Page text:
Amazing Harrison County Facts
Did You Know?
…That Harrison County was
formed in 1784, from Monongalia County. It included all or
parts of 17 other counties. It was named for Benjamin
Harrison, signer of Declaration of Independence and the
governor of Virginia, 1781-84. It is the birthplace of Thomas
J. "Stonewall" Jackson.
…that on 2nd Street, between Pike Street
and Hewes Avenue, Clarksburg is Towers
School. It was built in 1894 and named
in honor of Reverend George Towers, graduate of Oxford,
England who was a teacher at Randolph Academy. The
Academy, authorized by the Virginia Assembly in 1787, stood
just to the east and was the principal regional school from
1795 to 1843. The Northwestern Virginia Academy, incorporated
by the Virginia Legislature in 1842, occupied this site from
…that the Simpson Creek Covered
Bridge is located on Despard-Summit Park Road (CR
24/7) near junction with CR 24 just inside Bridgeport city
limits. It was built by A. S. Hugill. It is 75' long by 14'
wide multiple king-post truss bridge in 1881 for $1483 on land
of John Lowe. Survived great flood of 1888 but was washed away
from original site 1/2 miles upstream in 1899.
…that on Simpson Creek is site of
John Powers' Fort. It was
built by John Powers in 1771. Nearby is grave of Col.
Benjamin Wilson, soldier and settler. Here lived Joseph
Johnson, only Virginia governor from west of Alleghenies;
first elected by popular vote. The historical marker is on US
50, 1/4 mile west of junction with WV 58, Bridgeport.
…that on US 19 (northbound) at junction
with Armory Road (19/57), Clarksburg is the historical marker
for Oak Mounds. On the crown
of the hill to the east is a large Indian mound and to the
west of it is a smaller mound. These mounds have never been
excavated but they were probably built by the Hopewellian
culture between A. D. 1 and 1000. The larger mound is about 12
feet high and 60 feet in diameter. A number of burials of
important persons of the culture probably occur in these
…that on US 19 (northbound) at junction
with WV 270 East is the West Milford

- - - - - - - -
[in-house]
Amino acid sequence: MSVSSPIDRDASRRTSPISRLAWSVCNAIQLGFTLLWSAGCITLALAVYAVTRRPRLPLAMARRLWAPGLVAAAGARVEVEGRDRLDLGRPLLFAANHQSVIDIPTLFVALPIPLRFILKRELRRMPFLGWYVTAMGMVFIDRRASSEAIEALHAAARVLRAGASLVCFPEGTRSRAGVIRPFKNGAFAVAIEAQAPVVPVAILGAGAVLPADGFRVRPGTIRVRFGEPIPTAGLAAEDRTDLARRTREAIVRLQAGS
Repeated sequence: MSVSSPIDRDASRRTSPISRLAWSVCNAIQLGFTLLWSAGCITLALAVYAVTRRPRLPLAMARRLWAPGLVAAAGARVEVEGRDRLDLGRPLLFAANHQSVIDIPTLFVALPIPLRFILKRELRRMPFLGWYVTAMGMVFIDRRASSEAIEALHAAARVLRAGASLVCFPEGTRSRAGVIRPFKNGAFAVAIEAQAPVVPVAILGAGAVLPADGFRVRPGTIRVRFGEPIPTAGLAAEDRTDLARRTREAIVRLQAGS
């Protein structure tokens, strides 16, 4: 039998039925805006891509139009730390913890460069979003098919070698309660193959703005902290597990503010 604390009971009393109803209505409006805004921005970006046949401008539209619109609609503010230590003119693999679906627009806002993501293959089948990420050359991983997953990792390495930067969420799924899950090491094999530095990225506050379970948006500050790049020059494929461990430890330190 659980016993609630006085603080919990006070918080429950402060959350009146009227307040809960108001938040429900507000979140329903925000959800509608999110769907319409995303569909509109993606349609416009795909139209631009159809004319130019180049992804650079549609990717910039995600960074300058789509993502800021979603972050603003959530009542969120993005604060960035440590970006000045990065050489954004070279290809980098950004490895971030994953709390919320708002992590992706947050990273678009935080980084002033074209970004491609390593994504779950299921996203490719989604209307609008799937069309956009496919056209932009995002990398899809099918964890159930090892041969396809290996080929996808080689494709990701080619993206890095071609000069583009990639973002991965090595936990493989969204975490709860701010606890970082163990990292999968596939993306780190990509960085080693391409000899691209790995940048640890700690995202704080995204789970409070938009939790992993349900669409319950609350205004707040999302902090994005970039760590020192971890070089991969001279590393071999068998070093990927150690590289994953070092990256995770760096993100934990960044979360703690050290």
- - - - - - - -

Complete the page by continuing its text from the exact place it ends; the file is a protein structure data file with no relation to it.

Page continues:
Historical Marker. It was the site
of Richards' Fort or Lowther's Fort. Colonel William Lowther
settled near in 1772. He served under George Rogers Clark, and
was colonel of the northwestern counties of Virginia. Near by,
Indians killed the Richards and Washburns.
…that on WV 20, one mile from junction with
WV 57, Romine's Mill is the "Randolph Mason"
Historical Marker. Near by was the home of the late
Melville Davisson Post, author of many novels, but
particularly noted for his stories concerning the strange
points of law, woven about the fictitious character "Randolph
…that in Lost Creek, on Johnstown Rd.
(county route 48) & Railroad St., 0.2 miles east of Exit 110
(Lost Creek) of I-79 is the B&O Depot.
It was built in 1892, following the completion of railroad in
1887. Lost Creek grew to become largest shipping point for
cattle in West Virginia in 1915 and on entire B&O system, east
of Mississippi in 1923.
…that in Nutter Fort, on WV 20, 0.8 miles
north of WV 58 & 0.6 miles south of WV 98 was Nutter's
Fort. It was built by Thomas Nutter in 1772 after
settlement two years earlier. Nutter was a captain in the
Revolutionary Army and is buried here. Refugees from Hacker's
Creek settlements came here during the Indian raids of 1779.
…that in Nutter Fort, on WV 20, 0.3 miles
north of WV 58 is Center Branch
Church. It was organized in 1818 by 19
members of Simpson Creek Baptist Church wanting a house of
worship nearer to their homes. The original log building stood
below road. The present structure was erected in 1854.
…that on US 19, in Enterprise is the
Marker. Nearby was the McIntire blockhouse,
built in 1773, another of the outposts established as
protection against the Indians. Here are the graves of many
early settlers, including those of John McIntire and wife,
both victims of the Indians.
Graves are on the opposite (east) side of the
West Fork River, in the Enterprise I.O.O.F. Cemetery, are the
graves of Jacob Bigler (1752-1829) and Elisha Griffith
(1751-1840), Revolutionary War veterans from Maryland who
settled in Harrison Co. after the war. The graves are marked
by a monument erected in 1933 by Daniel Davisson Chapter of
the Daughters of the American Revolution.
…that on US 19 in Shinnston is the
Levi Shinn House. It was built in 1778 by Levi
Shinn, who came from New Jersey in 1773, and claimed tomahawk
rights. He returned with family and brothers, Clement
and Jonathan and settled. He sold part of land to
Jonathan whose son, Levi, deeded it for site of Shinnston.
…that on WV 20 in Lumberport is the
Lumberport Historical Marker.
Near by, Thomas Harbert and others built a blockhouse about
1775. Lumberport was the home of Colonel Benjamin
Robinson who was a soldier in the Revolution. He led a
company at Brandywine and Germantown and also saw Indian
…that on WV 131, 3.3 miles from junction
with US 19 is Saltwell and the Saltwell Historical
Marker. The village of Saltwell was so named because
of well drilled here in 1835 by Abraham and Peter Righter. The
well reached a depth of 745 feet releasing natural gas. Often
attributed to be first deep well drilled in United States.
Water from such wells was reputed to have medicinal value.
Some salt was produced here but these efforts were abandoned
as Kanawha Valley production and influence increased.
…that on West Main Street, at the junction
with South Third Street and Courthouse Square, in Clarksburg,
is the Clarksburg Historical
Marker. Clarksburg was established in